“We cannot joke about this,” he said. “The whole idea of expulsions is about avoiding the possibility there may be terrorists among these clandestine migrants.”
In Milan, the capital of Lombardy, where a series of left-wing mayors has willingly taken in migrants, one local official took issue with Fontana.
“Politicians are appealing to fear and increasing the panic,” said Pierfrancesco Majorino, a city official who handles migrant arrivals. “This city shows how you can take in migrants and not lose votes, since the left was reelected in 2016.”
Milan was a staging post for migrants pushing north to countries such as Germany until France and Austria tightened checks on their borders with Italy. Now almost all stay put, although the number of new arrivals dropped by 75% between 2016 and last year, reflecting the drop in sailings from Libya after Italy reportedly cut deals with traffickers.
The city now hosts about 5,700 migrants, down from 6,000 in October. A late entry to the national political race, Emma Bonino, has pointed out that intolerance of migrants in Italy is greater where there are fewer migrants.
“Italy is not racist, but we do need to govern fear,” said Bonino, a human rights campaigner and former European Union commissioner.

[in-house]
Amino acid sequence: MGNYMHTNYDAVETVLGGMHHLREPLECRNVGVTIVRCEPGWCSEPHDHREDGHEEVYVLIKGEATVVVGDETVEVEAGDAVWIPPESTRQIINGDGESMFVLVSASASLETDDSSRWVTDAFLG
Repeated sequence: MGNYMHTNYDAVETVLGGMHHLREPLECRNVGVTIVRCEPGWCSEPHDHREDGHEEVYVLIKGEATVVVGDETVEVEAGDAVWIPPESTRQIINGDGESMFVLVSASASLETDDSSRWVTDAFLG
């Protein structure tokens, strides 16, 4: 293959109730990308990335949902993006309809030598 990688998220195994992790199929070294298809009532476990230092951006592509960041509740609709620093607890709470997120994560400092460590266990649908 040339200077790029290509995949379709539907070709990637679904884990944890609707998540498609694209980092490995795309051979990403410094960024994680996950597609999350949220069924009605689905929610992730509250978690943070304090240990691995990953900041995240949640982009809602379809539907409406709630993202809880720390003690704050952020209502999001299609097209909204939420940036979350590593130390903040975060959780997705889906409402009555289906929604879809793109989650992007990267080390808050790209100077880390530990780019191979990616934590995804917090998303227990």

The vitriolic campaign has encouraged a number of small pro-fascism parties in Italy to seek the limelight, with one group clashing with police in Macerata after the shooting there. In Rome, youths unfurled a banner paying homage to the anti-migrant shooter. Incidents of everyday racism go almost unreported. In Rome, a gang of far-right activists prevented a migrant couple from moving into their government allocated housing, to the cheers of Italian neighbors.
In Sicily this month, 21 young migrants ran for cover as shots were fired from a passing car at their reception center.
At Tracy Obawmnoyi’s center on the outskirts of Milan — a former residence for students — staff members said they were carefully trying to establish a rapport between locals and the 95 migrants being hosted.
“Seventeen children here go to local schools, which has really helped integration as they get invited to parties,” said Lucianna Balzano, the center’s manager. Male migrants are expected to do volunteer work, cleaning up graffiti and repainting fences.
“We sometimes get calls from staff at the supermarket, and have to go over to explain to new arrivals how customers put on plastic gloves when choosing fruit and vegetables,” she added.
The migrants also need to get used to the fact they will not be given a house and job on the spot. “That is what the people traffickers promise them,” said Balzano.
In the neat square by the center, resident Giovanna Mule, 60, said it was right to welcome the migrants.
“We Italians migrated to America — we lived through the same thing,” she said.
But across the square, sitting on a bench in the wintry sunlight, Paolo Meschia, 66, was unenthusiastic.
“My daughter has a master’s degree, is 36, can only find part-time work, and lives at home. We would be better off helping these migrants stay in their own countries rather than come here where there is no work,” he said.
Kington is a special correspondent.